Posted: Sunday, January 22, 2017. 6:55 pm CST.
I would prefer that the political parties be accorded seats based on proportional representation as determined by the results of the general election, but also as determined by the overall number of votes, rather than by the number of constituencies won.
Perhaps I lean that way because I have more faith in raw democracy than in “electoral college-styled” systems.
Instinctually I think the political parties should have seven seats, perhaps loosely representing the districts and the cayes but I’m open to suggestions. I do think though, that the majority party in the House of Representatives, the government, should have the majority of the seats.
I would also prefer that the President retains a casting vote, in the event there is ever a tie.
The continued grousing from the UDP at the election of Senator Osmany Salas and their slow-walking of his seating is in a word shameful. They need to stop. It is not so much silly as downright dangerous.
The “churches” need to meet in conclave and re-examine their senatorial selection process. Religion and politics is a potentially volatile mix but I do not agree, barring a profound change to the system of representation, that the religious community should not be in the Senate.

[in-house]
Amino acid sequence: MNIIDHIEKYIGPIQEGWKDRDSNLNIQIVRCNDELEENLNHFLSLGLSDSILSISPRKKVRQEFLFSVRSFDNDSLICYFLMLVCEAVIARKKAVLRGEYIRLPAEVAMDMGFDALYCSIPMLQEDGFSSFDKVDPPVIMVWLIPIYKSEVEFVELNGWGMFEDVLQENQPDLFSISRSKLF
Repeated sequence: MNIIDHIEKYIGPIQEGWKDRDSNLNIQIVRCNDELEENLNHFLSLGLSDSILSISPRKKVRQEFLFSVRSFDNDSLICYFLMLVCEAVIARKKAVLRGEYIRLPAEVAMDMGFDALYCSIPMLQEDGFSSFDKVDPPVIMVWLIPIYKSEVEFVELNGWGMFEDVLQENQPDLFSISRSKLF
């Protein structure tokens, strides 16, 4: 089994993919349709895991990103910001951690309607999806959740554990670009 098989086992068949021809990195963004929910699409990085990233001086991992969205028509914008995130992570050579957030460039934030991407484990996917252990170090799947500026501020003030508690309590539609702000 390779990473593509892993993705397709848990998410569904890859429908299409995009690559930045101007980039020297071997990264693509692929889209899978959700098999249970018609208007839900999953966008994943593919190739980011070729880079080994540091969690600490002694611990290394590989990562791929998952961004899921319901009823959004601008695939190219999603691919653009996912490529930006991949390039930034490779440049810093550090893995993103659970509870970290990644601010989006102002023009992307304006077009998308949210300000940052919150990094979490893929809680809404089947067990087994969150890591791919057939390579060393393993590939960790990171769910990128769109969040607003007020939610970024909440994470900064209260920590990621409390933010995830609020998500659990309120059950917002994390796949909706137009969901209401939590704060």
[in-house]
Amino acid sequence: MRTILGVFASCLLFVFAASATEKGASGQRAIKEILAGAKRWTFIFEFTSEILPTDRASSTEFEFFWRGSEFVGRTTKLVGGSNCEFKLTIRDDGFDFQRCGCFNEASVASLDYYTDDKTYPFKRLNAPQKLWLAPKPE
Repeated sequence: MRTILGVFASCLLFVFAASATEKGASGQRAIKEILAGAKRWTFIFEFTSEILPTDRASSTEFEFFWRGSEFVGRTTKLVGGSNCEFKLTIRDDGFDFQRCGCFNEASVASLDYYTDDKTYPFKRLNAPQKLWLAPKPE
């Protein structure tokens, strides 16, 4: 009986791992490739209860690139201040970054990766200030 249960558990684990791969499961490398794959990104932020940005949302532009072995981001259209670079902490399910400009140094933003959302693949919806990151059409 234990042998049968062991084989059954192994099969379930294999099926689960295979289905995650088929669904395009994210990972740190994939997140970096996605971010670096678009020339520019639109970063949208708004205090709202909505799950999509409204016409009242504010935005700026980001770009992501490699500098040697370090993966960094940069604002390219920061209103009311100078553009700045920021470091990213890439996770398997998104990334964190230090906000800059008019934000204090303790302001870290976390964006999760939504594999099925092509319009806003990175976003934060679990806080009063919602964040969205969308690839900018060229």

We, and they, should be able to learn the lessons from the contretemps that engendered the selection of Senator Ashley Rocke who clearly, manifestly and demonstrably lacks the support of the overwhelming majority of the religious denomination population.
The politicians now need to further institutionalize the process and procedure for the selection of civil society nomination of candidates for senatorial representatives and ensure that the selection process is fair, if not transparently democratic.
Despite my misgivings about Godwin Hulse’s performance as a minister in cabinet, I think he was an excellent senator. I also think that Mark Lizarraga has been exemplary, and I further think their performance which is guided by a system that demands they MUST consult and be guided by the community they were chosen from to represent, is the critical ingredient there.
Somehow consultation MUST be enshrined in the process for all representatives at all levels of the legislature.
It may seem whimsical to you at first glance and I beg of your indulgence. Way back in 1998 I suggested that it be mandatory that legislators must take public transportation when attending meetings.
In fact I had also suggested that all representatives HAD to meet with any and all interested members of their constituencies in public before attending House meetings, and solicit their views and opinions on the issues to be discussed and debated.
I still wish they had to do just that. Meaningful participation, my fellow citizens, the true watchword of democracy ….
The views expressed in this article are those of the writer and not necessarily those of Breaking Belize News.
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